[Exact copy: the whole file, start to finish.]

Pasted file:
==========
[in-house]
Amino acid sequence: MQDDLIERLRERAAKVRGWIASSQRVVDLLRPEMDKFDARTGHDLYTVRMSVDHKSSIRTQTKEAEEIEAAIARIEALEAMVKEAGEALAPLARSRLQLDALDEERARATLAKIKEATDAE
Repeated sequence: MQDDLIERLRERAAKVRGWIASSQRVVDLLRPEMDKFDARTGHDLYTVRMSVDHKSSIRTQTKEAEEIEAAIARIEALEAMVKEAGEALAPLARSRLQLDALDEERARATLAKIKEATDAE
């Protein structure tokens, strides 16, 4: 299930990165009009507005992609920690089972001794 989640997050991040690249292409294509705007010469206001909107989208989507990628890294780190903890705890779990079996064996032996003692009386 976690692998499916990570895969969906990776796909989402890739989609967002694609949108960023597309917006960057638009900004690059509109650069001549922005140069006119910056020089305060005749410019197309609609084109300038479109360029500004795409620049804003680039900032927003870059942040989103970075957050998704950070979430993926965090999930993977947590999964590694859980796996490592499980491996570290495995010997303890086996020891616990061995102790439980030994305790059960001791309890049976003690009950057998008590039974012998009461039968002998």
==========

[in-house]
Amino acid sequence: MQDDLIERLRERAAKVRGWIASSQRVVDLLRPEMDKFDARTGHDLYTVRMSVDHKSSIRTQTKEAEEIEAAIARIEALEAMVKEAGEALAPLARSRLQLDALDEERARATLAKIKEATDAE
Repeated sequence: MQDDLIERLRERAAKVRGWIASSQRVVDLLRPEMDKFDARTGHDLYTVRMSVDHKSSIRTQTKEAEEIEAAIARIEALEAMVKEAGEALAPLARSRLQLDALDEERARATLAKIKEATDAE
């Protein structure tokens, strides 16, 4: 299930990165009009507005992609920690089972001794 989640997050991040690249292409294509705007010469206001909107989208989507990628890294780190903890705890779990079996064996032996003692009386 976690692998499916990570895969969906990776796909989402890739989609967002694609949108960023597309917006960057638009900004690059509109650069001549922005140069006119910056020089305060005749410019197309609609084109300038479109360029500004795409620049804003680039900032927003870059942040989103970075957050998704950070979430993926965090999930993977947590999964590694859980796996490592499980491996570290495995010997303890086996020891616990061995102790439980030994305790059960001791309890049976003690009950057998008590039974012998009461039968002998």